Looks yummy! What size pan did you use for the garlic bread recipe? I have only a 9x9 inch pan. And your sticks don't look so thin in the picture as mentioned in the recipe. Did you cut them broader instead? Also can you simply use butter or clarified butter in place of margarine because my family is allergic to it.

  4. I used butter so totally fine, the oiginal recipe was saying margaine? I don't even remember that :)
    I cut the sticks the width they usually do in Domino's pizza because they are a substitute for these. Now I really don't remember the size of my pan, it's a rectangle one I use for brownies, I vaguely remember it was a tad smaller than the one they said they used in the original recipe, but realyl just flatten the dough to about 1cm thick and place it in the pan it's ok if the dough doesn't fill the whole pan in fact I think my bread dough was looking more like an oblong oval when I rolled it and then I gently squeezed the bits that were not fitting in some space before putting it back in the oven.

  5. Francesca3:42 PM

    One thing i miss really back from home(Italy) is white almond nougat! none of the stores here have it. :(. Do you know the recipe of that? or atleast can u please post a link of the recipe from any cooking website u really trust?

  6. Aww sorry I have no idea how to make that one :( If i come across a recipe in the future I'll let you know. I get a bit scared attempting candies and sweets recipes so I never tried any. I googled home made marshmallows in the past and marzipan paste because those are things I wanted to try, but I haven't found the motivation and does of dare to launch myself into these just yet :)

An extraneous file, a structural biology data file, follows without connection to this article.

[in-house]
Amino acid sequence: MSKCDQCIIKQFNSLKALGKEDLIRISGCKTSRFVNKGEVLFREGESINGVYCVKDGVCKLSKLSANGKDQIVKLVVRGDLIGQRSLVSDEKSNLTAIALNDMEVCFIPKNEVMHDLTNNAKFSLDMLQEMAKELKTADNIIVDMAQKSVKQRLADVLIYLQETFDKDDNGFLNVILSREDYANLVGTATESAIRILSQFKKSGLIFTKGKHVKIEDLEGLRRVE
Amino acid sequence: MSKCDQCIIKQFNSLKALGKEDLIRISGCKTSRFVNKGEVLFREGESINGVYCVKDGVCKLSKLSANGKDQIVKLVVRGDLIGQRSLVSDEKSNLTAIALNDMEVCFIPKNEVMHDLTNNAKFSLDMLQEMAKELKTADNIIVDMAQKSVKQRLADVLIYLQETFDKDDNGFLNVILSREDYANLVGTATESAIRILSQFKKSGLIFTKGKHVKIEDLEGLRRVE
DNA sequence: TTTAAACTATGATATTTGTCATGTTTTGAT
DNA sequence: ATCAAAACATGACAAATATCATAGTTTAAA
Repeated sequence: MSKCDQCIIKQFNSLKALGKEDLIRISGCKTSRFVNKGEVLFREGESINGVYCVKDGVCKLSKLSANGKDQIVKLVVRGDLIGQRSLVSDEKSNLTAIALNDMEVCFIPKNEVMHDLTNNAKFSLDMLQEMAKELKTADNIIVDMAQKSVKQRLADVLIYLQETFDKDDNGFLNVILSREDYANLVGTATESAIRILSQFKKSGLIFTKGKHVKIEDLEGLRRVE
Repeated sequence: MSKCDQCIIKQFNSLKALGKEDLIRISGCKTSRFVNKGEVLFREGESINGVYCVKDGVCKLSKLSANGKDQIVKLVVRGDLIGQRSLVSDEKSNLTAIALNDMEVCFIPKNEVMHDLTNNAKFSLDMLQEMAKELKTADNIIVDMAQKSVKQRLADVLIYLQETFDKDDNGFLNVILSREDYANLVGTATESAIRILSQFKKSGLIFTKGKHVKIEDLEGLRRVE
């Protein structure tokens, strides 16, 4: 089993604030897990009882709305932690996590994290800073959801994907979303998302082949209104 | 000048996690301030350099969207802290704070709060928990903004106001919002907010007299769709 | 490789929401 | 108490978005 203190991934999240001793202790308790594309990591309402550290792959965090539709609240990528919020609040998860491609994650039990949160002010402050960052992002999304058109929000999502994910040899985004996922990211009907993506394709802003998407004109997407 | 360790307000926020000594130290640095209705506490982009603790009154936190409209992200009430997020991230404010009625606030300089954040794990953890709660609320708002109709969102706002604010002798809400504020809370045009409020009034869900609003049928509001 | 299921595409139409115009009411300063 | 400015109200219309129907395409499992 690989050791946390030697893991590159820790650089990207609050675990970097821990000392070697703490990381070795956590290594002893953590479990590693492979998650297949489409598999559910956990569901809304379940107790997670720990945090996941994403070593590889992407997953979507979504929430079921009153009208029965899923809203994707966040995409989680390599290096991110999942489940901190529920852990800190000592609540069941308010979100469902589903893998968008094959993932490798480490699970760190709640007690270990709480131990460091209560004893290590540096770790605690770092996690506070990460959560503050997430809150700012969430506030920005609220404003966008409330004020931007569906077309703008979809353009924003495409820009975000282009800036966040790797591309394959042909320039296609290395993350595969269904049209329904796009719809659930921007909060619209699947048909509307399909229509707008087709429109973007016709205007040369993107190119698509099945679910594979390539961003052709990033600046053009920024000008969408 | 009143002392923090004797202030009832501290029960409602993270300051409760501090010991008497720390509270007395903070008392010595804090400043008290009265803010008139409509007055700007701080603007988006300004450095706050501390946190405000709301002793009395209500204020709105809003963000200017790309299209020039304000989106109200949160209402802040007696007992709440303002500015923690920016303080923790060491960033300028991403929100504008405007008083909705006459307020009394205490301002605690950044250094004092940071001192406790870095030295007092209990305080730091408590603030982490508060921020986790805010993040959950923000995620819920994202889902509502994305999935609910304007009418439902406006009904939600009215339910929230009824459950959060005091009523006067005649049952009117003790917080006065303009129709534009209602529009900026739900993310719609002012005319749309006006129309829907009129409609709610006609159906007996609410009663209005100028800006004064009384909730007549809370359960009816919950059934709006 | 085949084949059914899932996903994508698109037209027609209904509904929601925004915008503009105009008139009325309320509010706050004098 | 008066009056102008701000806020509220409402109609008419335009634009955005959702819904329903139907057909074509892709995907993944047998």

7. Smriti12:45 PM

    Hi Cynthia, stumbled on your blog while googling reviews for the wonderchef pizzamaker! So it is what I thought it is... doesn't brown the toppings. Anyways, the pizza in this post looks yummy, may I ask what oven do you use? I am back in India after a decade spent abroad and am desperately missing home baking, but struggling to find a good oven here. Thanks!

  8. The oven I use is a Kenstar microwave oven with a convection mode. Funny that I stumble on this comment now while I am baking a pizza in it, we wanted a grilled topping pizza today so we use the oven for that, if I am in mood for a quicker smaller pizza the wonderchef pizza pan does the trick.

  9. Smriti12:16 PM

    Thanks! :-)

  10. Anonymous10:19 PM

    Took me ages to find this recipe. You should really let the archives be visible in this new theme of the blog. Anyways I have this huge box of black olives my cousin sent me and I have absolutely no idea what to do with them except use it in pizzas. Even Google was no help. Gave me only focaccia bread for which I need instant yeast. :( can u suggest any links?

    1. I am still to figure out where to put the archive link without crowding the page too much, because my blog is turning 10 years old soon and there are over 700 articles. It found that the best way to find a blog post is to run a search. The search box is at the top in the left hand corner. If you enter the word Pizza it pulls the entry quickly.
      With olives you can do a tapenade, which is a bread spread paste, you just grind your olives in a mixie with a little olive oil and season with your choice of herbs. Store in a air tight jar for a few weeks. It tastes great of freshly toasted bread.